External Vs. Internal Rotation/Upward Push Vs. Upward Pull

Today’s post is another gem from Zach Greenwald of Strength Ratio. In case you haven’t figured out by now, the shoulders are pretty important to training. If you want to be successful you have to have solid shoulders. Today Zach talks to you about balancing the shoulder complex out with a few movements and gives you ranges to shoot for when performing these movements.

In my opinion, the standard for the pull-up should be one where the chest touches the bar, always. When your arms go over your head, there are muscles that shorten to rotate your scapula upwards. When one group of muscles shortens, another group lengthens. This is referred to as an agonist vs antagonist relationship. Common muscle groups affiliated with this relationship are quads, biceps and triceps, etc. Therefore as your arms go over your head, there are also muscles that must lengthen to allow the upward rotation of the scapula.

This relationship switches at the top of the Supinated Chest to Bar, where the downward rotators of the scapula fully shorten, and the upward rotators fully lengthen. This ROM standard also demands extension of the thoracic spine, whereas chin ups allow for the rounding/kyphotic posture that many of us display as people privileged enough to spend excessive time in a seated posture. Most who have the strength in elbow flexion to do a chin up still lack the strength of full downward rotation and extension. Supinated Chest to Bar Pull ups should be equal to Dips in reps/weight and both should be ~65% of the Back Squat. Wide Grip Pronated Pull ups are ~5% less capacity than Supinated. Importantly, if you cannot yet do BW Pull ups or dips, use a Gravitron machine where you can use measurable assistance. Bands are not measurable!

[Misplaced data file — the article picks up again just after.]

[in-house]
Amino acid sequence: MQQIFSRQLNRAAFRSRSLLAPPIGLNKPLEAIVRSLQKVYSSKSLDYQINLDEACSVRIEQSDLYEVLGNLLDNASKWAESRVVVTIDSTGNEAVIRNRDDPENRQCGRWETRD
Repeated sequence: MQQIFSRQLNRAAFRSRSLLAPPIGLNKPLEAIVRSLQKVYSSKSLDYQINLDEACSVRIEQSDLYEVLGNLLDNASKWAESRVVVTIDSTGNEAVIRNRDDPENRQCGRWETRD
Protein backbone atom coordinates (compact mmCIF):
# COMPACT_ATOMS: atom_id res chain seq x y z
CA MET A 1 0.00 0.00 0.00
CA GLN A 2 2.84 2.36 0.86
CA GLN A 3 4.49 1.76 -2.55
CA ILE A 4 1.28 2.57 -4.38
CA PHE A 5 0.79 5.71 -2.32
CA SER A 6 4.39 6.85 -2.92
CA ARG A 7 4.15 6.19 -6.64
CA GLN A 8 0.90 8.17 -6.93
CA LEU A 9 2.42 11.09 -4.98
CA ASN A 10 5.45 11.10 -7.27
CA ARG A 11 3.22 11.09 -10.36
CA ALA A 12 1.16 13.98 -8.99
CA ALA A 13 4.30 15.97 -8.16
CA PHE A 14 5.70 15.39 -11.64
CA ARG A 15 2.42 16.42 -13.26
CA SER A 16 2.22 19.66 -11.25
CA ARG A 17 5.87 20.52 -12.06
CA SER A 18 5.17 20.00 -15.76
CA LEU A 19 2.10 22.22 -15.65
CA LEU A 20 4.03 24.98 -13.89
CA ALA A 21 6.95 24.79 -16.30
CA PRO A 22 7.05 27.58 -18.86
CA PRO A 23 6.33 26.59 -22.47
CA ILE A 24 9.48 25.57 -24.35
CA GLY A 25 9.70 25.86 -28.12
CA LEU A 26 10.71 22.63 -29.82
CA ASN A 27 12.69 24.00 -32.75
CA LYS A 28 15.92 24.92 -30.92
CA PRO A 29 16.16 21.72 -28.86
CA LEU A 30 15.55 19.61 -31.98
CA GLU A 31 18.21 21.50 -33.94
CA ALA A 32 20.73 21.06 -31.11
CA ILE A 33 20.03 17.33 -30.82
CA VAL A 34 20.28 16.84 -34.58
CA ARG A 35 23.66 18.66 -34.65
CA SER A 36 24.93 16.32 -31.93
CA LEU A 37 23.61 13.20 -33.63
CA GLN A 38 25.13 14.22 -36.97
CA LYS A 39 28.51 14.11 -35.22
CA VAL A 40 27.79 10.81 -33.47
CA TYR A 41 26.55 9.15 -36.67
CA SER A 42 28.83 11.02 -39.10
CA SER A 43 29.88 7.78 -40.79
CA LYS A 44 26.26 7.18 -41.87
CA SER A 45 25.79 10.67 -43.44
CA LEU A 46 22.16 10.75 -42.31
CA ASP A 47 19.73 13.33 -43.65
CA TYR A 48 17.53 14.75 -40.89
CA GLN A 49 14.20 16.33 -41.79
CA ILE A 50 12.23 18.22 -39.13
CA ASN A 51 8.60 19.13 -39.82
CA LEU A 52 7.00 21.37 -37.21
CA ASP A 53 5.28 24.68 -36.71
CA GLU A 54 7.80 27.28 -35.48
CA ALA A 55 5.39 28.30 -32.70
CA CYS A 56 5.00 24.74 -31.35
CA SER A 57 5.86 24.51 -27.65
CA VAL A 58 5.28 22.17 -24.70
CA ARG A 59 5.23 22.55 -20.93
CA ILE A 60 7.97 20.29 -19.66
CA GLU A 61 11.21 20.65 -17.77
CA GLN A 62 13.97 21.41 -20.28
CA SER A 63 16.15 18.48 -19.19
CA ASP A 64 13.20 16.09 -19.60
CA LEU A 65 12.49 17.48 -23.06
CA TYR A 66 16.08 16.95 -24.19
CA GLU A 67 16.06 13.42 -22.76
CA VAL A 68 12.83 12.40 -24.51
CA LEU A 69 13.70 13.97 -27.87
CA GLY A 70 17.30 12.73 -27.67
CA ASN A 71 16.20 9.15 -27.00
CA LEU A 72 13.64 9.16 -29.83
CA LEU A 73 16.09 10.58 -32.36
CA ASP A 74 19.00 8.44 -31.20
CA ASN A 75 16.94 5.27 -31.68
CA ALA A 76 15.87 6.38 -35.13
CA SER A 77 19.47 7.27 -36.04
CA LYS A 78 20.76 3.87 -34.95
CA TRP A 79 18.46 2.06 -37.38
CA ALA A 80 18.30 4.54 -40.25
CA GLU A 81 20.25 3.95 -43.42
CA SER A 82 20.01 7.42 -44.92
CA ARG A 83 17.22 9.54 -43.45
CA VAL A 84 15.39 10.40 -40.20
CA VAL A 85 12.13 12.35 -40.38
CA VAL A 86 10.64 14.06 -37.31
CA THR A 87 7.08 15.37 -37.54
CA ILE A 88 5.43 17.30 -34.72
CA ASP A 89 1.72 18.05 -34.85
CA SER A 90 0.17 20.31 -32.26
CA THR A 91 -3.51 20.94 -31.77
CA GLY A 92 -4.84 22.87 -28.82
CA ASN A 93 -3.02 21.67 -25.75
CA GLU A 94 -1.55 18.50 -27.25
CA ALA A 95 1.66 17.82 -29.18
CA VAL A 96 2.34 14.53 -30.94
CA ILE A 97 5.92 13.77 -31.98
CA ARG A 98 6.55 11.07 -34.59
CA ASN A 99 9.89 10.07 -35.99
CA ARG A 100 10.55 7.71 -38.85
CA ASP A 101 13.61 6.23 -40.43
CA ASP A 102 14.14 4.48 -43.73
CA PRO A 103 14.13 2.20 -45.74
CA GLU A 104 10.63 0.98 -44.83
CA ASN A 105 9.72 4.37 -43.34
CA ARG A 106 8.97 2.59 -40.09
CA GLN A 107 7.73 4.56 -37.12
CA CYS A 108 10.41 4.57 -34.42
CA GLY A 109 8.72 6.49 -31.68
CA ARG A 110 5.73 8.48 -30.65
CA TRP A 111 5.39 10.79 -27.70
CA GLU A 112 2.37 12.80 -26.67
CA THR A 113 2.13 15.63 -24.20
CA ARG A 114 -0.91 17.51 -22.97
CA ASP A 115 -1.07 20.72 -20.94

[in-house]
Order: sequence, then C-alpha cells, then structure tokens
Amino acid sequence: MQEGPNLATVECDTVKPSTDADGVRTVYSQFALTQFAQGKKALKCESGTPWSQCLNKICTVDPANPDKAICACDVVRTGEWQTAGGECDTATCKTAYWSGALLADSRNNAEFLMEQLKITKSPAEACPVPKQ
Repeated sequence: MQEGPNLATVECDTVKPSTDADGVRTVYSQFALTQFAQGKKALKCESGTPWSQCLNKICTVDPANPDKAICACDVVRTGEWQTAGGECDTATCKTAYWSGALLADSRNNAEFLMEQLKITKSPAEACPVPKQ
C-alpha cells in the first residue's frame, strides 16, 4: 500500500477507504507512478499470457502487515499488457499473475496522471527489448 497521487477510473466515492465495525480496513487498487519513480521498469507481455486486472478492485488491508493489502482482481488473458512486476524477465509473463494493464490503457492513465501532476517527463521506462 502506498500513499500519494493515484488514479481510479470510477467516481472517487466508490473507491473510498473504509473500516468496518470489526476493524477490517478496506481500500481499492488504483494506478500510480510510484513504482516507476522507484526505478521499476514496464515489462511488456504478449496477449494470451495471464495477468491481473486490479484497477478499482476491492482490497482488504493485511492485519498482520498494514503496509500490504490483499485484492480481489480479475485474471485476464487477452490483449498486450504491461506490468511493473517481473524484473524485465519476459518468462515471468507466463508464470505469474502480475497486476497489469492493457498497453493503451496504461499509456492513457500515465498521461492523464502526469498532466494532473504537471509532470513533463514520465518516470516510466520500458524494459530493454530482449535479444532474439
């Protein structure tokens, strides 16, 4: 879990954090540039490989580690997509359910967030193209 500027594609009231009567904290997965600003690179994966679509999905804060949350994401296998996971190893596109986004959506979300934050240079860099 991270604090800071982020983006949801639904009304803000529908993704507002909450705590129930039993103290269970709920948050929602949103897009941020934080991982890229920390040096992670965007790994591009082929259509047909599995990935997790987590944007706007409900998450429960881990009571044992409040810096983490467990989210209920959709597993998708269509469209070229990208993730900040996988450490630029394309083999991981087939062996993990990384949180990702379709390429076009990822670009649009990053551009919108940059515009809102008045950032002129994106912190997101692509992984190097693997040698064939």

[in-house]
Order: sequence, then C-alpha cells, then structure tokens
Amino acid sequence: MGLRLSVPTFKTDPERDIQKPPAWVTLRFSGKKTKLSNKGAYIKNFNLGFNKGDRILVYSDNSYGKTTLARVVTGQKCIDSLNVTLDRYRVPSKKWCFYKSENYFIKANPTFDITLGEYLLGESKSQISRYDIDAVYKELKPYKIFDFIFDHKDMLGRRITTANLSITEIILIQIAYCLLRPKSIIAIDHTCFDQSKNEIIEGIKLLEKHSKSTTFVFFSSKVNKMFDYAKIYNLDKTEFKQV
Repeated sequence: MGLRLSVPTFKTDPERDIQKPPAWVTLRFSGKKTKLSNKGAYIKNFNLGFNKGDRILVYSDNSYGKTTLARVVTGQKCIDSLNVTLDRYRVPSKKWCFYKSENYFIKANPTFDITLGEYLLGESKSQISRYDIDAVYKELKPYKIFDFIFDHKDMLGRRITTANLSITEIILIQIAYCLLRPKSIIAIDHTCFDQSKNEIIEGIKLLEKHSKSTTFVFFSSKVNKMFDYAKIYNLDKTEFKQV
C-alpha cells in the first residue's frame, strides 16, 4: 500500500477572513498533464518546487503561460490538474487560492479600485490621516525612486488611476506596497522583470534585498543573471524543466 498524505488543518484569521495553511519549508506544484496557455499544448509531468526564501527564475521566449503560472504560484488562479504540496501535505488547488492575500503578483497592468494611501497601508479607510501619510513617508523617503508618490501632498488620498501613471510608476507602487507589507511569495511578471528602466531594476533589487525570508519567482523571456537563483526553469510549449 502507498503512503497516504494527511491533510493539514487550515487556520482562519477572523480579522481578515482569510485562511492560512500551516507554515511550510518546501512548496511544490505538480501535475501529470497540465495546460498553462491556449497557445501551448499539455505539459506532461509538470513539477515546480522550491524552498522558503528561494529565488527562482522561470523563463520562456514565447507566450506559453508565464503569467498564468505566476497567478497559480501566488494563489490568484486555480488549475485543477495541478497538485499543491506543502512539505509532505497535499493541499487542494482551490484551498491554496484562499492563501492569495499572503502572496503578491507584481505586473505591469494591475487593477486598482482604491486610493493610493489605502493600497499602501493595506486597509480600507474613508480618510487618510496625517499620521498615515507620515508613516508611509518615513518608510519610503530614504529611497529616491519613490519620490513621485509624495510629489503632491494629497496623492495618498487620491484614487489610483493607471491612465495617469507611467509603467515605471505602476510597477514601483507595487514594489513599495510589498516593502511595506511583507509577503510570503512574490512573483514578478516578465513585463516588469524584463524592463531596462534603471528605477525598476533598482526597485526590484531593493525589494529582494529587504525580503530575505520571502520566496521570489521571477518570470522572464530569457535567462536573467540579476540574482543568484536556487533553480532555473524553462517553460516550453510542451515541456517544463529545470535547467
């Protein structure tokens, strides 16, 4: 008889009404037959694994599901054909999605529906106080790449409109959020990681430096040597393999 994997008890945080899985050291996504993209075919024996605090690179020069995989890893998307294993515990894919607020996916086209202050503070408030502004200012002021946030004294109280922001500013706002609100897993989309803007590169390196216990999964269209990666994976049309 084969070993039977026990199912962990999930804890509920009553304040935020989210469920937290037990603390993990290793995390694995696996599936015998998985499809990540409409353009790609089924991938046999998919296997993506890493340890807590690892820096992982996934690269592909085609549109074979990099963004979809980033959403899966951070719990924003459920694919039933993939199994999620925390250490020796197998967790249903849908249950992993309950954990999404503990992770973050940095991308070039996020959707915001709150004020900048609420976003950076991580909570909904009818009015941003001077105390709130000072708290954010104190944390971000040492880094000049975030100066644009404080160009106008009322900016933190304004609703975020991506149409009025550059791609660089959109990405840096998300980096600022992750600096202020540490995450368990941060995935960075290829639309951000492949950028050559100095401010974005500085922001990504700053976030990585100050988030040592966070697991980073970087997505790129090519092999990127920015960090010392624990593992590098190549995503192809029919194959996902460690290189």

C2B Pull Ups should be balanced with Dips to promote shoulder health. The Pull Up is a “downward pull”, the Dip is a “downward push”. This post will discuss the balance between the “upward pull” and “upward push”. 

The rotator cuff is a group of four muscles that act to stabilize the shoulder as well as rotate the shoulder inwards and outwards. One of the muscles on the inside of the shoulder blade rotates the humerus (the upper arm bone) inwards when it shortens, and two of the other muscles on the back side of the shoulder blade rotate the humerus outward when they shorten.

Imbalance between these rotational pulls can lead to irritability and injury. There are Dumbbell/ banded internal and external rotation exercises popularly prescribed to help this issue.

Though these exercises might at first elicit a stress response, and be able to help symptomatic individuals better able to accomplish ADL’s (activities for daily living) they will not, in my opinion, help individuals whose long term goals are to have more active life pursuits such as say kayaking, swimming, or snatching. Furthermore, there are no measurements for how good someone should be in those exercises relative to other strengths. So, if someone tells you that you are missing internal or external rotation, what are you going to do with that information? Balance between a BTN (Behind The Neck) Press and Narrow Grip High Pull in reps and weight, as well as a 1-arm DB Press and 1-arm DB High Pull, bests demonstrate harmony between these muscle groups. The BTN press is equivalent to the external rotation piece, and the NG High Pull is equivalent to the internal rotation piece. In my opinion, these exercises are much more functional (meaning we do them more in real life) and they are also measurable: both should be ~45% of the Back Squat.

For more information or to inquire with Zach specifically about exercises and programs that are right for you. Make sure to contact him through the link above or on Facebook.


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